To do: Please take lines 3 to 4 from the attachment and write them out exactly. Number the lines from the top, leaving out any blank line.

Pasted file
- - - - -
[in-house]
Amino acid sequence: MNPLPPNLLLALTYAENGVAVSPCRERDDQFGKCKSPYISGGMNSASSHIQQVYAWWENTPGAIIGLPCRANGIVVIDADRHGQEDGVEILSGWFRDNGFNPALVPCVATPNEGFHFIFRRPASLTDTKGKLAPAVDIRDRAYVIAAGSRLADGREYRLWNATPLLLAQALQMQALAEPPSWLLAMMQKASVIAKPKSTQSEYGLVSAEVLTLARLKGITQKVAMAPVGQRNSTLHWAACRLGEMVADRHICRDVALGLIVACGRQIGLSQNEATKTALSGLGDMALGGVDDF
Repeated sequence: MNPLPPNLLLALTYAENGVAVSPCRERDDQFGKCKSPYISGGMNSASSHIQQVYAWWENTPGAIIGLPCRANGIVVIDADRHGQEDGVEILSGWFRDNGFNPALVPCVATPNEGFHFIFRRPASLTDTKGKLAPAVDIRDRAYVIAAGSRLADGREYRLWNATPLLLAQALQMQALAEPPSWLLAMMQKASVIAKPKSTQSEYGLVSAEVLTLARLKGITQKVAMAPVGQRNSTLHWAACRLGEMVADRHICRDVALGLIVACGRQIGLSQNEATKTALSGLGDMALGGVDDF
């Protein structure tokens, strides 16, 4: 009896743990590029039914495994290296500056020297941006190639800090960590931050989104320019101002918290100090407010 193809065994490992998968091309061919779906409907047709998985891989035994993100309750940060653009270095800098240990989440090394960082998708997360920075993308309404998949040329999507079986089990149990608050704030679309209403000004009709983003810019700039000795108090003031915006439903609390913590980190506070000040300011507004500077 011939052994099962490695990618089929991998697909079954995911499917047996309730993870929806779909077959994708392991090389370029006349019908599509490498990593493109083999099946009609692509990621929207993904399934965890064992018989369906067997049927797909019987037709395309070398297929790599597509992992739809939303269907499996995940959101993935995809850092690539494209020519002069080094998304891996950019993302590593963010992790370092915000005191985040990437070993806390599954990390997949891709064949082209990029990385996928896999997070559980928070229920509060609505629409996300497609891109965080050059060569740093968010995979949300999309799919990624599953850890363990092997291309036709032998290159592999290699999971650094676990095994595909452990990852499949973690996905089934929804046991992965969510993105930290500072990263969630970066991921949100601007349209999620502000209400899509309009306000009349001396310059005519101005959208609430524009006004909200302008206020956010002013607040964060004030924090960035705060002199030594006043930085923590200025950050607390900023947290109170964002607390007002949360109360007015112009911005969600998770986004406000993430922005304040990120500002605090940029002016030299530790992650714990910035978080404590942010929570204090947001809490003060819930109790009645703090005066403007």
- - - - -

Repeated sequence: MNPLPPNLLLALTYAENGVAVSPCRERDDQFGKCKSPYISGGMNSASSHIQQVYAWWENTPGAIIGLPCRANGIVVIDADRHGQEDGVEILSGWFRDNGFNPALVPCVATPNEGFHFIFRRPASLTDTKGKLAPAVDIRDRAYVIAAGSRLADGREYRLWNATPLLLAQALQMQALAEPPSWLLAMMQKASVIAKPKSTQSEYGLVSAEVLTLARLKGITQKVAMAPVGQRNSTLHWAACRLGEMVADRHICRDVALGLIVACGRQIGLSQNEATKTALSGLGDMALGGVDDF
């Protein structure tokens, strides 16, 4: 009896743990590029039914495994290296500056020297941006190639800090960590931050989104320019101002918290100090407010 193809065994490992998968091309061919779906409907047709998985891989035994993100309750940060653009270095800098240990989440090394960082998708997360920075993308309404998949040329999507079986089990149990608050704030679309209403000004009709983003810019700039000795108090003031915006439903609390913590980190506070000040300011507004500077 011939052994099962490695990618089929991998697909079954995911499917047996309730993870929806779909077959994708392991090389370029006349019908599509490498990593493109083999099946009609692509990621929207993904399934965890064992018989369906067997049927797909019987037709395309070398297929790599597509992992739809939303269907499996995940959101993935995809850092690539494209020519002069080094998304891996950019993302590593963010992790370092915000005191985040990437070993806390599954990390997949891709064949082209990029990385996928896999997070559980928070229920509060609505629409996300497609891109965080050059060569740093968010995979949300999309799919990624599953850890363990092997291309036709032998290159592999290699999971650094676990095994595909452990990852499949973690996905089934929804046991992965969510993105930290500072990263969630970066991921949100601007349209999620502000209400899509309009306000009349001396310059005519101005959208609430524009006004909200302008206020956010002013607040964060004030924090960035705060002199030594006043930085923590200025950050607390900023947290109170964002607390007002949360109360007015112009911005969600998770986004406000993430922005304040990120500002605090940029002016030299530790992650714990910035978080404590942010929570204090947001809490003060819930109790009645703090005066403007």